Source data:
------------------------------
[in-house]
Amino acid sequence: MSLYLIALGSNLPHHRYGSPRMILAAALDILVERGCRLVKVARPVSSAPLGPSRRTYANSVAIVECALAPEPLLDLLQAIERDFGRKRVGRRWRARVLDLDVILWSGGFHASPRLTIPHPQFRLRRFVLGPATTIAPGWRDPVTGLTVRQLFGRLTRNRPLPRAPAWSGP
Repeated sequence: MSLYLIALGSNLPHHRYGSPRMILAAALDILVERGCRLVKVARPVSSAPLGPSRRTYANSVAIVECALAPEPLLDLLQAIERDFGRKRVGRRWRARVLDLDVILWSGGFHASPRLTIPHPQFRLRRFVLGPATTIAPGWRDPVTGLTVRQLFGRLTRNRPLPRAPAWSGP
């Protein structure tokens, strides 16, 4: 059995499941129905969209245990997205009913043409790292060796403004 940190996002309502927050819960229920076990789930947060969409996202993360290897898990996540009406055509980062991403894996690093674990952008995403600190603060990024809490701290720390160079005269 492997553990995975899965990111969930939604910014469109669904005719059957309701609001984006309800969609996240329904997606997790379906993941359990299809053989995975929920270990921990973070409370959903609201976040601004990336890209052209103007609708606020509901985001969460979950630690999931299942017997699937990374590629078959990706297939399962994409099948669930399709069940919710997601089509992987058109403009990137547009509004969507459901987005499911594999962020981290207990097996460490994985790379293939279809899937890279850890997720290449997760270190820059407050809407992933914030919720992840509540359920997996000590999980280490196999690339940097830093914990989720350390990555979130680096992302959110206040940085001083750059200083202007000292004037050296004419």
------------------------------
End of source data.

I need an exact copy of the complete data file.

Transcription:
[in-house]
Amino acid sequence: MSLYLIALGSNLPHHRYGSPRMILAAALDILVERGCRLVKVARPVSSAPLGPSRRTYANSVAIVECALAPEPLLDLLQAIERDFGRKRVGRRWRARVLDLDVILWSGGFHASPRLTIPHPQFRLRRFVLGPATTIAPGWRDPVTGLTVRQLFGRLTRNRPLPRAPAWSGP
Repeated sequence: MSLYLIALGSNLPHHRYGSPRMILAAALDILVERGCRLVKVARPVSSAPLGPSRRTYANSVAIVECALAPEPLLDLLQAIERDFGRKRVGRRWRARVLDLDVILWSGGFHASPRLTIPHPQFRLRRFVLGPATTIAPGWRDPVTGLTVRQLFGRLTRNRPLPRAPAWSGP
């Protein structure tokens, strides 16, 4: 059995499941129905969209245990997205009913043409790292060796403004 940190996002309502927050819960229920076990789930947060969409996202993360290897898990996540009406055509980062991403894996690093674990952008995403600190603060990024809490701290720390160079005269 492997553990995975899965990111969930939604910014469109669904005719059957309701609001984006309800969609996240329904997606997790379906993941359990299809053989995975929920270990921990973070409370959903609201976040601004990336890209052209103007609708606020509901985001969460979950630690999931299942017997699937990374590629078959990706297939399962994409099948669930399709069940919710997601089509992987058109403009990137547009509004969507459901987005499911594999962020981290207990097996460490994985790379293939279809899937890279850890997720290449997760270190820059407050809407992933914030919720992840509540359920997996000590999980280490196999690339940097830093914990989720350390990555979130680096992302959110206040940085001083750059200083202007000292004037050296004419």